‘Artist as Retailer’ is the development of an idea that originally came from the FAC, and is the first proposal to be put forward by the new coalition of the MU, FAC and MMF. It addresses the need for a change in the way artists receive royalties in the digital world.
A typical artist royalty on a 79 pence digital download is 5-6 pence. Regardless of any arguments as to whether the economics of digital versus physical deliver reduced costs to the record company, the fact that this is small beer is beyond dispute. An artist who has recouped would need to sell over 700,000 downloads to earn £40,000 a year. In the case of an artist with an unrecouped balance of £150k, the artist would need to shift over 2.5 million downloads to recoup. The three organisations behind this proposal believe that a solution has to be found that would deliver a more equitable share to artists from digital sales. This proposal affords the artist the opportunity to retail his or her own product and enjoy a greater share of the profit at zero cost to the record company.
Under this proposal, the record company would agree to licence the artist’s recordings to the artist, in much the same way as the record company would licence catalogue to iTunes, Amazon or Napster and at much the same price. The artist would then be able to sell their recordings through their own band/artist web presence.
The record company would account the artist’s royalty from the sum received through the licence, again in much the same way as the record company would do in respect of existing licensing arrangements. Therefore, if the artist was unrecouped, the royalty would be credited to the artist’s account and the unrecouped balance would reduce. If the artist was recouped, then the record company would account and pay royalties to the artist from the amount received for the licence in the time honoured fashion. The artist would pay for and obtain a mechanical licence from MCPS in respect of download sales and keep any profit remaining from the sale of the download.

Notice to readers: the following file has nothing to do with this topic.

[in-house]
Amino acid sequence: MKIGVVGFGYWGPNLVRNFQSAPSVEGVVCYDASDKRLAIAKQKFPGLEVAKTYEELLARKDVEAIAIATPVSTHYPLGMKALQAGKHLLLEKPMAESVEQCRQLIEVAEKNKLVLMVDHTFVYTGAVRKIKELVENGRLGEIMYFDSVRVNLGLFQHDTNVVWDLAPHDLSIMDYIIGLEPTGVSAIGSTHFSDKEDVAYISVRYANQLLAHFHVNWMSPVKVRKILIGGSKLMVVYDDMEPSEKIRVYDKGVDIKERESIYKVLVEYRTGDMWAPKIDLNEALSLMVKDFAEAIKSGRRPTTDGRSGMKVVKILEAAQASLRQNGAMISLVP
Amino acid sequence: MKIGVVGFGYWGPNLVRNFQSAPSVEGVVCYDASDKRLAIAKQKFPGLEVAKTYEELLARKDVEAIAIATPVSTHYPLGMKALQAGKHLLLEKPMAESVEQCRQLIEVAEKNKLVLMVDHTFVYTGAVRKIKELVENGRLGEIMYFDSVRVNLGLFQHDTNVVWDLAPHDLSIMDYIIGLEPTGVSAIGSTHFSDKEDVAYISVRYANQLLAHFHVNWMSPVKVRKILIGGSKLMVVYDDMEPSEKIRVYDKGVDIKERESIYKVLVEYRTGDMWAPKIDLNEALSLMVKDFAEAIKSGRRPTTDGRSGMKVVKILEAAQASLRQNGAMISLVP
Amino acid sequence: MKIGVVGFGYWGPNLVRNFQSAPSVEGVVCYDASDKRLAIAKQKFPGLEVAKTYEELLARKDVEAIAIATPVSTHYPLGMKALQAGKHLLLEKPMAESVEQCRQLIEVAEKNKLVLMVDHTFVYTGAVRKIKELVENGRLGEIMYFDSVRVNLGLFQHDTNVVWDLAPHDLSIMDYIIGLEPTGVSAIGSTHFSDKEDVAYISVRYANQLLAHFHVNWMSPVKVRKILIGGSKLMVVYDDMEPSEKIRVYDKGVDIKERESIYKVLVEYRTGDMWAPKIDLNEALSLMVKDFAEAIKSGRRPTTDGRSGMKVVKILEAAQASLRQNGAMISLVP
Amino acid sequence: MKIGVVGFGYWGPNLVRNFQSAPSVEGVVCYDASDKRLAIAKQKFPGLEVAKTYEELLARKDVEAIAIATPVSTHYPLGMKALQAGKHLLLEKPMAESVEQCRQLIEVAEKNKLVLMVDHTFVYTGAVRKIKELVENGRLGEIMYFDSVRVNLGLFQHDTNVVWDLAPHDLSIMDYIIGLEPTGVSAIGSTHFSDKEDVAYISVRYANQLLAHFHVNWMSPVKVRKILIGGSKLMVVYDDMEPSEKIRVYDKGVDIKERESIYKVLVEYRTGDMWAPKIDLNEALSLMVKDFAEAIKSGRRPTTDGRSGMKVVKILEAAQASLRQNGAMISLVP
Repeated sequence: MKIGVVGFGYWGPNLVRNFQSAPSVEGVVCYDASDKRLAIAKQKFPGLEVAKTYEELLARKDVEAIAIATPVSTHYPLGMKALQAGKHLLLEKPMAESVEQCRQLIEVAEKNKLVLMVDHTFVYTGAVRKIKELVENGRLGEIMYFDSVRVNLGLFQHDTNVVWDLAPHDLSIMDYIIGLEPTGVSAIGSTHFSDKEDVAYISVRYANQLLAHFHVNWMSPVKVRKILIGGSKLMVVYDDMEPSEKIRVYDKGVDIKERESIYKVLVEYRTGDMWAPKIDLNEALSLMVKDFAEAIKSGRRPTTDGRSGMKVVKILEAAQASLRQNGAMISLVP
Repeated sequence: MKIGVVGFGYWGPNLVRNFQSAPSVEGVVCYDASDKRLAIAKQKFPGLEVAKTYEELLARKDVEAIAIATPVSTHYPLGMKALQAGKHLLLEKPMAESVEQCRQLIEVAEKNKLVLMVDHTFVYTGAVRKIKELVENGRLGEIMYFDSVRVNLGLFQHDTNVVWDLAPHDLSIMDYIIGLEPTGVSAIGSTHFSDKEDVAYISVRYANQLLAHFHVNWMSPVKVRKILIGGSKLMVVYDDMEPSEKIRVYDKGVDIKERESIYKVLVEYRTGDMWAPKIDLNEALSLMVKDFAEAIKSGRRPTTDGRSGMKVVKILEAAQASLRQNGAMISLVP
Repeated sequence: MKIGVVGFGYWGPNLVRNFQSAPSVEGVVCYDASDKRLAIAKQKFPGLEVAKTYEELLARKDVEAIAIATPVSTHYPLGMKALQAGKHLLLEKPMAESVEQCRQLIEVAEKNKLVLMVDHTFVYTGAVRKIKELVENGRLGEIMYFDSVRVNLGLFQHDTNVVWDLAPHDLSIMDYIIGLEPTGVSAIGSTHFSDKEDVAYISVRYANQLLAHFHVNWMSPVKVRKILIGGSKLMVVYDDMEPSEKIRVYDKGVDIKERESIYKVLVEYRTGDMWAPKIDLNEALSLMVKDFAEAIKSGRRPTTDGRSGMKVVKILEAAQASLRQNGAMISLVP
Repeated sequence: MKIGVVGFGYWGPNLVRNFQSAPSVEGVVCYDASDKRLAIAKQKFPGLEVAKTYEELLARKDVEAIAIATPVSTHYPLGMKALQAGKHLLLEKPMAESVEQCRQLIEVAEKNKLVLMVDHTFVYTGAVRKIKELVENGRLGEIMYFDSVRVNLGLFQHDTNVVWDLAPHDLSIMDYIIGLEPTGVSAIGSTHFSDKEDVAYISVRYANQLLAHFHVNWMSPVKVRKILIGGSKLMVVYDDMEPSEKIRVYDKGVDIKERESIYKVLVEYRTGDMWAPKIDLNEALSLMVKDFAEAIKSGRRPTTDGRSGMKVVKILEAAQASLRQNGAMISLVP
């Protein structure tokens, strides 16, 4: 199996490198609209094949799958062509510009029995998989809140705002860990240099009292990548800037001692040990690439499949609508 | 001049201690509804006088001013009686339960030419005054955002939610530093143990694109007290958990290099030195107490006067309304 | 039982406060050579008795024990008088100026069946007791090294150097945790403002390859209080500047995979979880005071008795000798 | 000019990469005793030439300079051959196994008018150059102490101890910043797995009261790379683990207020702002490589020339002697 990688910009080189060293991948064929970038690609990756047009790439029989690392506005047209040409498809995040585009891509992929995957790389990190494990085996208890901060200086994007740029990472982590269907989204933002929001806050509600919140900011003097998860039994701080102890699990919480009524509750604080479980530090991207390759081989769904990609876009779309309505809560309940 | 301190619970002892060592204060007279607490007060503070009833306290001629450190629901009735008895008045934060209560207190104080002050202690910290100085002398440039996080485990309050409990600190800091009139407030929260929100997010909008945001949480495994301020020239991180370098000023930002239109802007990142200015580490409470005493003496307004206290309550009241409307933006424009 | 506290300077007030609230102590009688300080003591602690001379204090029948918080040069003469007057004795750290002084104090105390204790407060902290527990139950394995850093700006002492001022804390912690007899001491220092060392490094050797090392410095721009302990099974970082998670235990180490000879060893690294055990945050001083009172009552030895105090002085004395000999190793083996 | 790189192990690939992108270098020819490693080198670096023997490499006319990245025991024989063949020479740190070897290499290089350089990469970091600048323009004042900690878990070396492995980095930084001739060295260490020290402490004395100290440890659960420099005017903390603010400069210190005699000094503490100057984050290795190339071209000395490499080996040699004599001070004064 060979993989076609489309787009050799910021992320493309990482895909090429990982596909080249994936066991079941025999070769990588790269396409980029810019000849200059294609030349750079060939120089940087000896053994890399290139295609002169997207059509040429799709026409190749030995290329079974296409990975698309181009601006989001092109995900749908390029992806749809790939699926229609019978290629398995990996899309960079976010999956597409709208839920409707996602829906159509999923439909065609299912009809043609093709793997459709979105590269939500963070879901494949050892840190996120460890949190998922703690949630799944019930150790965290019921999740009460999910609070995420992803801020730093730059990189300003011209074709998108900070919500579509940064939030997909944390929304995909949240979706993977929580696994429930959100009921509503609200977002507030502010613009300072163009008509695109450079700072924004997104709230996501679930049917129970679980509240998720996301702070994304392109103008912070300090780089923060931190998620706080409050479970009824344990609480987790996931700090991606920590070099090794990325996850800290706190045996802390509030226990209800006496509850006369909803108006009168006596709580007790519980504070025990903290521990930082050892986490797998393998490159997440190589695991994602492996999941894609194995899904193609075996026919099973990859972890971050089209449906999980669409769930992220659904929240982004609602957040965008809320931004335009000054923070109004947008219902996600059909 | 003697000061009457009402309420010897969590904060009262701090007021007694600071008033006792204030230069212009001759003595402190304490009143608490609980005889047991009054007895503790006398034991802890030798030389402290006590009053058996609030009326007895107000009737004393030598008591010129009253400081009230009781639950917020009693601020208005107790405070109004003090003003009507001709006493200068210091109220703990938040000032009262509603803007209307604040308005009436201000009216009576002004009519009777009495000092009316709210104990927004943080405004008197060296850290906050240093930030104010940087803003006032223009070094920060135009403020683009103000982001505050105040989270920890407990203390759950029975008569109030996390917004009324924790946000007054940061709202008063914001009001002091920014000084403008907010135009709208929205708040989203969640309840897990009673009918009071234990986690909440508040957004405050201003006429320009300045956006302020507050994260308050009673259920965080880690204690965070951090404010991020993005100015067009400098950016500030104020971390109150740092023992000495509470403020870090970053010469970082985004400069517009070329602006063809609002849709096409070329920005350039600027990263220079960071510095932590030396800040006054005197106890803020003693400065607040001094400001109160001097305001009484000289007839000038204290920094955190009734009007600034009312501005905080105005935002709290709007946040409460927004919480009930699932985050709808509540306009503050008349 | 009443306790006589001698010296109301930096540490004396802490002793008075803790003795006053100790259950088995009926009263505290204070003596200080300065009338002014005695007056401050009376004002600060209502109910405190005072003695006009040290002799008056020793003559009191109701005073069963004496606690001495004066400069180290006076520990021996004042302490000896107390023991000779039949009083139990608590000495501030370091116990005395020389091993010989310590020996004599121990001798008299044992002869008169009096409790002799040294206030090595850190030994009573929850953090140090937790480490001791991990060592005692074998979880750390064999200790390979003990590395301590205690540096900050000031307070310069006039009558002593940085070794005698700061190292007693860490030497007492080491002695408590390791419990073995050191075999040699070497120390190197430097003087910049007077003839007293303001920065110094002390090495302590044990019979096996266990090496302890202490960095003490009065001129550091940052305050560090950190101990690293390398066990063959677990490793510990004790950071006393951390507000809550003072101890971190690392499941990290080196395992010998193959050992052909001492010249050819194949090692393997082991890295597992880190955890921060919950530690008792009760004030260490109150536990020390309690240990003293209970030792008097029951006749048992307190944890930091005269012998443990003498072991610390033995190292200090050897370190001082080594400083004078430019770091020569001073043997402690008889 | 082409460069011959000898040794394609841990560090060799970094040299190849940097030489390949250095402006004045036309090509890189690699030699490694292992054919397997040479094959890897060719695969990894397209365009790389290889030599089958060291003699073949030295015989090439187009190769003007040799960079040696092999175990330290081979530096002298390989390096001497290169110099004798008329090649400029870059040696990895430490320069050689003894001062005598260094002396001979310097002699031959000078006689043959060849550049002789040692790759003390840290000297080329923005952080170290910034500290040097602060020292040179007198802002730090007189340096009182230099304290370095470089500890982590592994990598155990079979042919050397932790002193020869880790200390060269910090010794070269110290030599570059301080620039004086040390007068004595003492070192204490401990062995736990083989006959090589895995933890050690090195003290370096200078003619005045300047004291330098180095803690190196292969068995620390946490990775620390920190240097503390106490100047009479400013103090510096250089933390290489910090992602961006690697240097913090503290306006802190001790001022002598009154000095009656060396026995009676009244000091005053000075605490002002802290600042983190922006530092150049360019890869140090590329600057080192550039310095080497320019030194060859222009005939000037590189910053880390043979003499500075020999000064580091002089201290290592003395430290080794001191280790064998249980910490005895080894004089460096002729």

We propose that the record company licence to the artist for the same price that the artist is accounted to by the label for a download sale (the wholesale price). If there are variations in the wholesale price then the artist should pay at the lowest price. For the sake of this example let’s call it 50 pence a download. The artist would have an additional cost of approximately 5 pence per download for the mechanical licence making a total cost to the artist of 55 pence. From a 79 pence download price the artist would make a profit of 24 pence, plus of course the artist royalty payable by the record company, making a net profit to the artist of almost 30 pence per download.
The artist as retailer is not a new concept, we are all familiar with the practice of buying boxes of records/cd’s from the label to sell at gigs and keep the profit; this is the same thing in a digital age. It will not impact on the record companies’ profits as it is simply one more licensing arrangement on terms that the labels are accustomed to and are mirrored in their existing licensing agreements. Neither will it affect the delicate ecology of advances and recoupment; in fact, it should be a good news story all round resulting in happier artists at zero cost to the record company.
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